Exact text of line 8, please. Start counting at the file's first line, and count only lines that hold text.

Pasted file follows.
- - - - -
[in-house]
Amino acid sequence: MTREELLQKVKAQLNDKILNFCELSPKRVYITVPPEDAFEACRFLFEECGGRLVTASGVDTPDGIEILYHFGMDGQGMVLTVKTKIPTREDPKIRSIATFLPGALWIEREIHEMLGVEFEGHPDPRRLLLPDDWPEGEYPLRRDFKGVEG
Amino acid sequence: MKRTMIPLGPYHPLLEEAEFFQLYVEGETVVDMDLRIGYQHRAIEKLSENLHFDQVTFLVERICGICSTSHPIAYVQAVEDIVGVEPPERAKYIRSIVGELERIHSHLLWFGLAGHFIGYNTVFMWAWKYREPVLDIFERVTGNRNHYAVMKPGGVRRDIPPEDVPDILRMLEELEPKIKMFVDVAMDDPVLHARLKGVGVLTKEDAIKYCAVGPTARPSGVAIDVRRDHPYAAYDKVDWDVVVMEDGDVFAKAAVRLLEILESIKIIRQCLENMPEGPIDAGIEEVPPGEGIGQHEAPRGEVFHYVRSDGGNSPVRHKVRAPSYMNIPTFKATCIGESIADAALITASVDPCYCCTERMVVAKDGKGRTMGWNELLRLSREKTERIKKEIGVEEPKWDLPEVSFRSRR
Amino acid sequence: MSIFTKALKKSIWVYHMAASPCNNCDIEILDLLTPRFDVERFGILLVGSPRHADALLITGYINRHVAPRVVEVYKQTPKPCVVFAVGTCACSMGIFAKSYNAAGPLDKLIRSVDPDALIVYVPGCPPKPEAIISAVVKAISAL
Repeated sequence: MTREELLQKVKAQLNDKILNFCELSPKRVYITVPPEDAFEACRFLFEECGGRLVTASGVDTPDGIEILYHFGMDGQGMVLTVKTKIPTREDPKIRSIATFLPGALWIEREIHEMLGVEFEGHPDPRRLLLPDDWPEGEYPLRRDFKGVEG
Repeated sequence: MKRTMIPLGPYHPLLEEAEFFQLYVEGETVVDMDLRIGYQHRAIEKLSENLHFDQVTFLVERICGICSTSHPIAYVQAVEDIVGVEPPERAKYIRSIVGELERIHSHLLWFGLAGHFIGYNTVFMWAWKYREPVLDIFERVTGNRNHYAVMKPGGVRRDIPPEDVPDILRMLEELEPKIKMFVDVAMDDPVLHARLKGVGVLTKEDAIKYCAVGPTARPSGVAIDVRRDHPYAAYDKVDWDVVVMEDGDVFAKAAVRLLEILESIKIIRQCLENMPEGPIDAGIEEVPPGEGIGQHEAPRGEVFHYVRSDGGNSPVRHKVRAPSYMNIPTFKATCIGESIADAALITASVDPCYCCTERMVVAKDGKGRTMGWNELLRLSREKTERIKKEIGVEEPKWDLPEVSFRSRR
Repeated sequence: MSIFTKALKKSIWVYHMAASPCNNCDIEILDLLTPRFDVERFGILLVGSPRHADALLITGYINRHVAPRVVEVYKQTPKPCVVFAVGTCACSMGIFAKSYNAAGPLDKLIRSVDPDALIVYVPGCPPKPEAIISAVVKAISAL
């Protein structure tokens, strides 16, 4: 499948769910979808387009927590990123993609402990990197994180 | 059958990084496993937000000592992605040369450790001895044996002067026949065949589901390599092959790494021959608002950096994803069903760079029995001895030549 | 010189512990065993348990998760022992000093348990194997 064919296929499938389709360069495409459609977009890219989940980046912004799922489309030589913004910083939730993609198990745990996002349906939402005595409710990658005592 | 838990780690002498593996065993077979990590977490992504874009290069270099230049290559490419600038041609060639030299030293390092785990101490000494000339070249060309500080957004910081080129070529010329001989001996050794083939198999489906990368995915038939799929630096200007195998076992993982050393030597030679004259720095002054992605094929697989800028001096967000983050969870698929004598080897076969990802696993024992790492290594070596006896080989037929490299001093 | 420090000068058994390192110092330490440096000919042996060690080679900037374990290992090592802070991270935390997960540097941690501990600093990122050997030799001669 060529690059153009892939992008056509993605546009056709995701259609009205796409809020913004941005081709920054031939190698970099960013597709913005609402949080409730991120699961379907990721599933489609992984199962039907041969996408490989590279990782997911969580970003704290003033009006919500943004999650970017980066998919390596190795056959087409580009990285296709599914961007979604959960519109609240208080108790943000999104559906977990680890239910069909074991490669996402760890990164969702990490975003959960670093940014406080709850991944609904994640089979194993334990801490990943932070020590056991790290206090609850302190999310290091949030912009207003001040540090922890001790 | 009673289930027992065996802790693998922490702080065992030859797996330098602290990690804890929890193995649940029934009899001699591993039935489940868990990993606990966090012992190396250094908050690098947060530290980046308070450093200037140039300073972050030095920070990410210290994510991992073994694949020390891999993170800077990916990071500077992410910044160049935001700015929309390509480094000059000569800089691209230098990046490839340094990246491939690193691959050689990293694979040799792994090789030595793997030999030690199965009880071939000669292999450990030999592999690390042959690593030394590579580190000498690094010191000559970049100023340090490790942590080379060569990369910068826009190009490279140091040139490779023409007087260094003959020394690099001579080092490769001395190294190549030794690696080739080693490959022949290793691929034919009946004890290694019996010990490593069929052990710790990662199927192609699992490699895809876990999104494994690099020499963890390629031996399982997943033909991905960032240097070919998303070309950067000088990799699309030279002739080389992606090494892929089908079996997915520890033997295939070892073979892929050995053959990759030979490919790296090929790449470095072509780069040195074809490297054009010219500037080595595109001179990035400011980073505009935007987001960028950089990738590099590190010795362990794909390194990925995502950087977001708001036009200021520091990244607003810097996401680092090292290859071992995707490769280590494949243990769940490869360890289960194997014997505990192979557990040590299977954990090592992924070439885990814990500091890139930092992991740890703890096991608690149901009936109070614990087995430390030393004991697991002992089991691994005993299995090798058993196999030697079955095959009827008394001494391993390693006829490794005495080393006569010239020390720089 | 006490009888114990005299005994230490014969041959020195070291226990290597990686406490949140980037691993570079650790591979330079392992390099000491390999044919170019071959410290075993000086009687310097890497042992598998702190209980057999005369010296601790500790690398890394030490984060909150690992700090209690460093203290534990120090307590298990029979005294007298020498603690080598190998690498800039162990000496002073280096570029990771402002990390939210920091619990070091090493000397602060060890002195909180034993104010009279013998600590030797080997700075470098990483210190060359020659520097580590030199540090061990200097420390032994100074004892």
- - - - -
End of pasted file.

């Protein structure tokens, strides 16, 4: 499948769910979808387009927590990123993609402990990197994180 | 059958990084496993937000000592992605040369450790001895044996002067026949065949589901390599092959790494021959608002950096994803069903760079029995001895030549 | 010189512990065993348990998760022992000093348990194997 064919296929499938389709360069495409459609977009890219989940980046912004799922489309030589913004910083939730993609198990745990996002349906939402005595409710990658005592 | 838990780690002498593996065993077979990590977490992504874009290069270099230049290559490419600038041609060639030299030293390092785990101490000494000339070249060309500080957004910081080129070529010329001989001996050794083939198999489906990368995915038939799929630096200007195998076992993982050393030597030679004259720095002054992605094929697989800028001096967000983050969870698929004598080897076969990802696993024992790492290594070596006896080989037929490299001093 | 420090000068058994390192110092330490440096000919042996060690080679900037374990290992090592802070991270935390997960540097941690501990600093990122050997030799001669 060529690059153009892939992008056509993605546009056709995701259609009205796409809020913004941005081709920054031939190698970099960013597709913005609402949080409730991120699961379907990721599933489609992984199962039907041969996408490989590279990782997911969580970003704290003033009006919500943004999650970017980066998919390596190795056959087409580009990285296709599914961007979604959960519109609240208080108790943000999104559906977990680890239910069909074991490669996402760890990164969702990490975003959960670093940014406080709850991944609904994640089979194993334990801490990943932070020590056991790290206090609850302190999310290091949030912009207003001040540090922890001790 | 009673289930027992065996802790693998922490702080065992030859797996330098602290990690804890929890193995649940029934009899001699591993039935489940868990990993606990966090012992190396250094908050690098947060530290980046308070450093200037140039300073972050030095920070990410210290994510991992073994694949020390891999993170800077990916990071500077992410910044160049935001700015929309390509480094000059000569800089691209230098990046490839340094990246491939690193691959050689990293694979040799792994090789030595793997030999030690199965009880071939000669292999450990030999592999690390042959690593030394590579580190000498690094010191000559970049100023340090490790942590080379060569990369910068826009190009490279140091040139490779023409007087260094003959020394690099001579080092490769001395190294190549030794690696080739080693490959022949290793691929034919009946004890290694019996010990490593069929052990710790990662199927192609699992490699895809876990999104494994690099020499963890390629031996399982997943033909991905960032240097070919998303070309950067000088990799699309030279002739080389992606090494892929089908079996997915520890033997295939070892073979892929050995053959990759030979490919790296090929790449470095072509780069040195074809490297054009010219500037080595595109001179990035400011980073505009935007987001960028950089990738590099590190010795362990794909390194990925995502950087977001708001036009200021520091990244607003810097996401680092090292290859071992995707490769280590494949243990769940490869360890289960194997014997505990192979557990040590299977954990090592992924070439885990814990500091890139930092992991740890703890096991608690149901009936109070614990087995430390030393004991697991002992089991691994005993299995090798058993196999030697079955095959009827008394001494391993390693006829490794005495080393006569010239020390720089 | 006490009888114990005299005994230490014969041959020195070291226990290597990686406490949140980037691993570079650790591979330079392992390099000491390999044919170019071959410290075993000086009687310097890497042992598998702190209980057999005369010296601790500790690398890394030490984060909150690992700090209690460093203290534990120090307590298990029979005294007298020498603690080598190998690498800039162990000496002073280096570029990771402002990390939210920091619990070091090493000397602060060890002195909180034993104010009279013998600590030797080997700075470098990483210190060359020659520097580590030199540090061990200097420390032994100074004892």